Backlash forces Facebook to back down on terms-of-use changes

Facebook founder Mark Zuckerberg has reversed the site’s decision to amend its terms-of-use document after widespread user dissatisfaction. Facebook will return the wording to its terms-of-use to its original format.

 

But the scandal may not be over. Zuckerberg wrote on his company blog that Facebook is still in the process of amending the document and will seek to make changes within the next few weeks.

“A couple of weeks ago, we revised our terms-of-use hoping to clarify some parts for our users. Over the past couple of days, we received a lot of questions and comments about the changes and what they mean for people and their information.

“Based on this feedback, we have decided to return to our previous terms-of-use while we resolve the issues that people have raised.”

Facebook initially changed its terms-of-use to say that the site retains the right to use profile images and information even after a user deletes his or her account.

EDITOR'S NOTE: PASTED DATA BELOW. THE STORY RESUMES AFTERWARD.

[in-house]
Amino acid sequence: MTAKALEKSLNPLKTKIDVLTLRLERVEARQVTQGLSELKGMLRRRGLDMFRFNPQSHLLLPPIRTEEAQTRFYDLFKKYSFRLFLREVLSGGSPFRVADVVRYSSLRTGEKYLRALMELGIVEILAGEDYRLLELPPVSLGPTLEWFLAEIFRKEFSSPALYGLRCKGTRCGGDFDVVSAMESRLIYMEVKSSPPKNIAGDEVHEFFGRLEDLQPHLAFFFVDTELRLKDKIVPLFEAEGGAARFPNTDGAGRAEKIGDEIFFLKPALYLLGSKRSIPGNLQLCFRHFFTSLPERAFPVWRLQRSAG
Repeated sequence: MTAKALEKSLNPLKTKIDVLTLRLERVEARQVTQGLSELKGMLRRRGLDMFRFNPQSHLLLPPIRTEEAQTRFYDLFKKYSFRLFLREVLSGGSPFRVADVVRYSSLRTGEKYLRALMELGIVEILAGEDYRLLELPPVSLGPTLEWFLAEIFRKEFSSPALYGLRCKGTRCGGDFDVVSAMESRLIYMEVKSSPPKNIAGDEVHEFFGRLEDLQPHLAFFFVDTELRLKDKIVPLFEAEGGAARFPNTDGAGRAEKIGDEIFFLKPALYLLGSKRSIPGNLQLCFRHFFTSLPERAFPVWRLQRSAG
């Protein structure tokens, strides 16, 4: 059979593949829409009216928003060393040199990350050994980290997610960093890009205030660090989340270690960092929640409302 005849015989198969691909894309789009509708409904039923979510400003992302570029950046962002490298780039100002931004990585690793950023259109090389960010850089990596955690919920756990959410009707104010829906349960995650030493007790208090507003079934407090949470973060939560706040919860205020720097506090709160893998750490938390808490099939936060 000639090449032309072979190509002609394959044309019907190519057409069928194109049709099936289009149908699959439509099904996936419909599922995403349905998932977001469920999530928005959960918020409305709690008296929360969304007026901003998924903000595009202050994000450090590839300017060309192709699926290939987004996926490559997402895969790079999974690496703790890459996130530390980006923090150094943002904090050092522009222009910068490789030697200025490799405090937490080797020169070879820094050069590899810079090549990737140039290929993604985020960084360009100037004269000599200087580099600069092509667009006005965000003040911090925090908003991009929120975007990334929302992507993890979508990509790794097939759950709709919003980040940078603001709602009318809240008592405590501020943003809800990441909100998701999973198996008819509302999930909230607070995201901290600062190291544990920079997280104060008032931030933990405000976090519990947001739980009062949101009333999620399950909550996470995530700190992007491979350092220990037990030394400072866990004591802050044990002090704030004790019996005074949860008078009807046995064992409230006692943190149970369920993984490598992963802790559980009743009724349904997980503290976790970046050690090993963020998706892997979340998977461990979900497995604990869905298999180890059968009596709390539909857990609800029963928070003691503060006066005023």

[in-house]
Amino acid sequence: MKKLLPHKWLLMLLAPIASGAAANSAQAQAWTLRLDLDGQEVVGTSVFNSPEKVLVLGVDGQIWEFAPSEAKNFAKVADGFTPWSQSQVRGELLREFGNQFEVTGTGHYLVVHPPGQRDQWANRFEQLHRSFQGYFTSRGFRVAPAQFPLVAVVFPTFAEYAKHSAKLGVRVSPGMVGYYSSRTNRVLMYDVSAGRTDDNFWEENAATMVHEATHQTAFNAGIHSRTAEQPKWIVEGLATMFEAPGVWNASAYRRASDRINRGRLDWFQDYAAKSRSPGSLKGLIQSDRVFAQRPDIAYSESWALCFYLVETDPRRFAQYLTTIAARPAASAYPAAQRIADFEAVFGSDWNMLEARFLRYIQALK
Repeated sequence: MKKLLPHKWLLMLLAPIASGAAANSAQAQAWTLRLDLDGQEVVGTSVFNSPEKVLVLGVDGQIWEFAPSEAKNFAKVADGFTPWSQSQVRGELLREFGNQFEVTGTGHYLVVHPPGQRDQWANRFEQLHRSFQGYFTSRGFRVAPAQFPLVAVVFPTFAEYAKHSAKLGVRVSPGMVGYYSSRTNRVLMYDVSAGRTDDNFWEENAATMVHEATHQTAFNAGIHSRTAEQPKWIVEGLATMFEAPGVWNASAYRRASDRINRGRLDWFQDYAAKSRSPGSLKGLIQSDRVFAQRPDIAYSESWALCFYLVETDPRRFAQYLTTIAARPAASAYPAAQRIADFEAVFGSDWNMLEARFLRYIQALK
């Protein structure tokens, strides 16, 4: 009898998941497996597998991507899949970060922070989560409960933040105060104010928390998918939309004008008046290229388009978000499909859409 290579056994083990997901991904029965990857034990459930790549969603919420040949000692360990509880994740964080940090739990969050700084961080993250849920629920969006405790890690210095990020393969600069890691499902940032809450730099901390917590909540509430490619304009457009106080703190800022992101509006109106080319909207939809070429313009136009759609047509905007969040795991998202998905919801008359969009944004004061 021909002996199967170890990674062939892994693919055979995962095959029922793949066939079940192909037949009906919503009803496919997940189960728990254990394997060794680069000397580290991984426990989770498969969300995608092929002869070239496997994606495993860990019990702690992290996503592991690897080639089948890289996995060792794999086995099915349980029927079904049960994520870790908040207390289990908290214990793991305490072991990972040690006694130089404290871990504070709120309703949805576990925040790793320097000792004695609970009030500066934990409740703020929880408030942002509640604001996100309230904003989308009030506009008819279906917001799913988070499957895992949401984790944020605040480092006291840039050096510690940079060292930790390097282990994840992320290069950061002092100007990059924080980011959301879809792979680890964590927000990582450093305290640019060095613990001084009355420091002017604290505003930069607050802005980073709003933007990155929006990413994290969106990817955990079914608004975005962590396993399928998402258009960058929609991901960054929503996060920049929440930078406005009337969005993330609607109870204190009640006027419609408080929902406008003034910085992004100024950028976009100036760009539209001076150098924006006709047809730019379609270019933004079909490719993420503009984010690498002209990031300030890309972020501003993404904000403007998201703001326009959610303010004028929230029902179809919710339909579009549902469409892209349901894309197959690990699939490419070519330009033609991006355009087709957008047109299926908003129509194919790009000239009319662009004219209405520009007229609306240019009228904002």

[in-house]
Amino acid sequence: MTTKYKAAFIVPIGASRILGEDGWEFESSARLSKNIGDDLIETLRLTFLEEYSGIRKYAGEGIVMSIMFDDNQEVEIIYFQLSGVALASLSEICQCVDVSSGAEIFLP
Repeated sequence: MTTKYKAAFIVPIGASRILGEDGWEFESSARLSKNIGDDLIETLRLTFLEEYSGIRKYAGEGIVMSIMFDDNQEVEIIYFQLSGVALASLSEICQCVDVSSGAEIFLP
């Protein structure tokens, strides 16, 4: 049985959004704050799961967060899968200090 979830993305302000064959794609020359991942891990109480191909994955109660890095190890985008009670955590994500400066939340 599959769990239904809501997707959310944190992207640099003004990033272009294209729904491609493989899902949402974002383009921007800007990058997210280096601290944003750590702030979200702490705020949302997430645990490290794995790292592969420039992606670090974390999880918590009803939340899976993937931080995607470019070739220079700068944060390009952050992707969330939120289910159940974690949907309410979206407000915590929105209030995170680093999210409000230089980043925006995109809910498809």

Several Facebook groups were founded to protest the move, with thousands of users claiming Facebook could sell their private images for profit.

The new wording claimed that users gave Facebook, “irrevocable, perpetual, non-exclusive, transferable, fully paid worldwide license” to material on the site.

Zuckerberg said it was a contradiction for users to share images and information and then demand complete control over them on the internet.

“These two positions are at odds with each other. There is no system today that enables me to share my email address with you and then simultaneously lets me control who you share it with and also lets you control what services you share it with.”

Despite the controversy, Zuckerberg says the terms-of-use have reverted to those used before 4 February. The company will now go back to the drawing board.
“Going forward, we’ve decided to take a new approach towards developing our terms. We concluded that returning to our previous terms was the right thing for now,” he says.
“Our next version will be a substantial revision from where we are now. It will reflect the principles I described yesterday around how people share and control their information, and it will be written clearly in language everyone can understand.
“You have my commitment that we’ll do all of these things, but in order to do them right it will take a little bit of time. We expect to complete this in the next few weeks.”

 

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